Okay, but now I have to deal with the two Albums are cleared up: Zenzile and High Tone recorded a total of ten rhythms during their week in Lyon. Zenzile then pre-decapitated all ten pieces, mixed them and put them together into an album, which can be bought as a CD or download. High Tone, on the other hand, only took on the four rhythms for which a singer was recorded and presented them in showcase style: vocal version, instrumental version, DubVersion - and thus comes to twelve tracks, which are offered as double vinyl (but they can also be purchased as a download). But to complicate things nicely, there is one more thing Streaming variant. This consists of the ten Zenzile mixes and the four vocal versions of High Tone. Understood?
real Dub-Nerds will of course compare the mixes with each other and find that High Tone goes to work more traditionally and aims at the use of sound systems with its mixes, while Zenzile tends to take a more playful, sofa-compatible approach. But I can't decide which one I like better - that's why I always listen to both albums one after the other.
Bass is the base of Dub! A fact that is as simple as it is evident. Sure: Bass is of course not everything (but everything is in the Dub nothing without bass!). But bass is - at least for me - at least fifty percent of what I wear Dub love. Everything else has to share the remaining percent. And that's why I'm a fan of Kanka, that humble French one Dub-Nerds who regularly offer their music for free download. Kanka is THE man of the bass. Apart from Alpha & Omega, I don't know anyone Dub-Artist who produces bass lines that weigh tons like him. In his music, bass is the all-pervading dark matter. Everything exists IN the bass, not next to it, above or below it. The bass is all encompassing. Well is with "My Bubble" his new album was released. I advise you to listen to it on a good hi-fi system - preferably with a voluminous subwoofer - to enjoy the massage of the bowels and not to switch off even if the structural engineer called for emergency repairs is already in the door. Of course, it is even better to experience Kanka in a live sound system. The little man stands in stoic calm behind his mixer, his gaze never lifts into the audience, he never speaks a word. But the music that he sends through the loudspeaker towers makes the earth shake. The title of the album, "My Bubble", makes it clear that only we hardcoreDub-Nerds who are Kanka's target audience. We who are in one with him Dub- Stuck the filter bubble and know how to enjoy this kind of music. I admit that his music has no sophistication, that it does not contain any fresh ideas and borders on less complexity. For free. But I appreciate what comes from doing without all these ingredients: An absolute focus on the essentials: bass & rhythm. The effect is mesmerizing. A trance ride through the depths of dark matter. The album is included odgprod.com for free download.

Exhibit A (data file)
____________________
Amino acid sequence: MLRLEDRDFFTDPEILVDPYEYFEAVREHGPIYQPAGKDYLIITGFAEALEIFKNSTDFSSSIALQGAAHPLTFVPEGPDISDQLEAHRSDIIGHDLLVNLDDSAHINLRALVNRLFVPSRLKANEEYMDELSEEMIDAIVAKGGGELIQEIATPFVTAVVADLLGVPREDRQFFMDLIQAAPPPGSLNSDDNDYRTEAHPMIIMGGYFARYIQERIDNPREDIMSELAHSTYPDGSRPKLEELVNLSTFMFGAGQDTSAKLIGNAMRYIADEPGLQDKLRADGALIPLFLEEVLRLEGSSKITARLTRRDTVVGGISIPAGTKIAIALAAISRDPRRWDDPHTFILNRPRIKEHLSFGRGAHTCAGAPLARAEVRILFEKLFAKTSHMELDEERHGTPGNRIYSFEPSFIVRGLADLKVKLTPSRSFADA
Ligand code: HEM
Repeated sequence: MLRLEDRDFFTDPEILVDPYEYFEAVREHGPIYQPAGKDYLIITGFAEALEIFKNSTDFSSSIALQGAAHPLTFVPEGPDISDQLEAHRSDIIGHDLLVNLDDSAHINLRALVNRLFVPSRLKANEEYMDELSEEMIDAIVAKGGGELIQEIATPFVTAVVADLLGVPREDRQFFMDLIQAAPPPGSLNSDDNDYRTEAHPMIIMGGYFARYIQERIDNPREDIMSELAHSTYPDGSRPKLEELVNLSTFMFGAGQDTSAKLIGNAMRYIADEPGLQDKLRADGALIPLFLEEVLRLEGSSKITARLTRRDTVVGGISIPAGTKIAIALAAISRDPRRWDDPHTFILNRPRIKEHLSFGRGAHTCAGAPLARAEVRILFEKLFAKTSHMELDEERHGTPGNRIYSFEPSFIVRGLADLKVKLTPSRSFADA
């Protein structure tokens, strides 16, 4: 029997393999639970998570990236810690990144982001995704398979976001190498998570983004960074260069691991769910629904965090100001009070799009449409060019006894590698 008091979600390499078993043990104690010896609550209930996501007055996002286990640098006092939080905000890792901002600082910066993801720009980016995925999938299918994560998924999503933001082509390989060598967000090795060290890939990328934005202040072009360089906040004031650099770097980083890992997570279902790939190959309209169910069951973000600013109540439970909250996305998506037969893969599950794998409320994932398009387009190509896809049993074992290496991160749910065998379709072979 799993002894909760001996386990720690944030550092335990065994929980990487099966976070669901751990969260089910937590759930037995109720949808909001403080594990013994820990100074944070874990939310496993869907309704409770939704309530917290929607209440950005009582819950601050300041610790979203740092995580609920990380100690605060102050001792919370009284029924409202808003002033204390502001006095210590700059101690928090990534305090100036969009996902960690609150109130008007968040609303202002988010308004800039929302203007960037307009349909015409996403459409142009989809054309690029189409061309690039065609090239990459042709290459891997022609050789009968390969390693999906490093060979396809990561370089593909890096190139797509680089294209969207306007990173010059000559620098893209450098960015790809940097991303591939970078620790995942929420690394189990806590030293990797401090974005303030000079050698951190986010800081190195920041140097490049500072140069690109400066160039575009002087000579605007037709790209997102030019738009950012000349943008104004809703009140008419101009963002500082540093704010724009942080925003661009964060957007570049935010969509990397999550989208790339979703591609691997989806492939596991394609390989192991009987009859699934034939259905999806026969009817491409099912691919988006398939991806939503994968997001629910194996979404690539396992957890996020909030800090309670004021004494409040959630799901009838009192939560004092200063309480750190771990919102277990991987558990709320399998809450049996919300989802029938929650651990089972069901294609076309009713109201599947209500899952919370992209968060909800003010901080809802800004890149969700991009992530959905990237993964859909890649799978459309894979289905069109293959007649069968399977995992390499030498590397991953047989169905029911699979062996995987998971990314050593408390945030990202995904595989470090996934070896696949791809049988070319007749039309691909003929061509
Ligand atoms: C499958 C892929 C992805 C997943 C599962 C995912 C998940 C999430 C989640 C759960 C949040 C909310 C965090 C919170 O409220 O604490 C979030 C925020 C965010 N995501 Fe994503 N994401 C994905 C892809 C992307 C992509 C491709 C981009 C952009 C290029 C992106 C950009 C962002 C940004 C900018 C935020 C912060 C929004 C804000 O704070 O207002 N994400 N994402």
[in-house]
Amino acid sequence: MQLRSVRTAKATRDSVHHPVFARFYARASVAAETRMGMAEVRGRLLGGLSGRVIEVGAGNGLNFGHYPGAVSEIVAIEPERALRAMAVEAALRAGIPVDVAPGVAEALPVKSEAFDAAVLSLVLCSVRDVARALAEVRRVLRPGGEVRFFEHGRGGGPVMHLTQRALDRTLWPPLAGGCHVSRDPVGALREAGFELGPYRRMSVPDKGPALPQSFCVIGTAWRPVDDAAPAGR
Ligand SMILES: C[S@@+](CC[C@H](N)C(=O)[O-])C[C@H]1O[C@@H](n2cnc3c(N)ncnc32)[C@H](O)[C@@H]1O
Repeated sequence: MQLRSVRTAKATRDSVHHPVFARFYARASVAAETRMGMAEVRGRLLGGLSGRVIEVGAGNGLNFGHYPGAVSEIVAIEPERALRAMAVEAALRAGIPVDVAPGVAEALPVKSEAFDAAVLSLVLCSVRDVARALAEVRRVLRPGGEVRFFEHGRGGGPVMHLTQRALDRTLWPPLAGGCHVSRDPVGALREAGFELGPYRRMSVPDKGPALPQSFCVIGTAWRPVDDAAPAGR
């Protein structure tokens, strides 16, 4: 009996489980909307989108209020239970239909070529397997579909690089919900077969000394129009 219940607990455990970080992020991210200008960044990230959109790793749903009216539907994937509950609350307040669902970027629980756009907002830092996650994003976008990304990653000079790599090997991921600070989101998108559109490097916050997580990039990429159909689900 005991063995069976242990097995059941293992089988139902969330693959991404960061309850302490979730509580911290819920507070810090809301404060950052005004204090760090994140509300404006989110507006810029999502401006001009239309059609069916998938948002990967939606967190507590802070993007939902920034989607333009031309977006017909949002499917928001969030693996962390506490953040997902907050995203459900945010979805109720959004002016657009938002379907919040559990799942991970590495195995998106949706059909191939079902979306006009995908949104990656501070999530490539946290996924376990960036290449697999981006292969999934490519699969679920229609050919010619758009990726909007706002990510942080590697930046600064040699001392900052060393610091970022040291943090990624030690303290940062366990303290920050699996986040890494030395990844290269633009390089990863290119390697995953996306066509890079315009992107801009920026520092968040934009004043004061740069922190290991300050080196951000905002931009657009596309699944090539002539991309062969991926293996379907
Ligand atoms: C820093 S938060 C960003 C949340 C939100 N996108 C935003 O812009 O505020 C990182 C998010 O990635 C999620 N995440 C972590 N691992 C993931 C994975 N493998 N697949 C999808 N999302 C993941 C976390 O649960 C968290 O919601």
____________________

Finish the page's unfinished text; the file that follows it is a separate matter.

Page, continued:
I've said it so often: “Instrumental reggae is a gigantic, supranational, omnipresent over-hype!” Honestly! Here we have another perfect example of that: "Stricktly Recreational" from the Roots Organization. And again, this wind-driven, brilliant work comes from the Alps - like the last "Winds of Matterhorn". But unlike the winds, the root organization is located more in the sound spectrum of jazz - whatever sounds a bit like Ska, although the EP is free of corresponding rhythms. As a producer, aDUBta responsible. He recorded the nine-member band live in the stress studio in Graz - which helps to explain the sound. Since I play brass in reggae and especially in Dub I like the EP very much and can also do a lot with their solos. The sound is airy, the arrangements extremely varied and the tempo lively. The mix even conveys a little discreetly from time to time Dub-Appeal. Nice.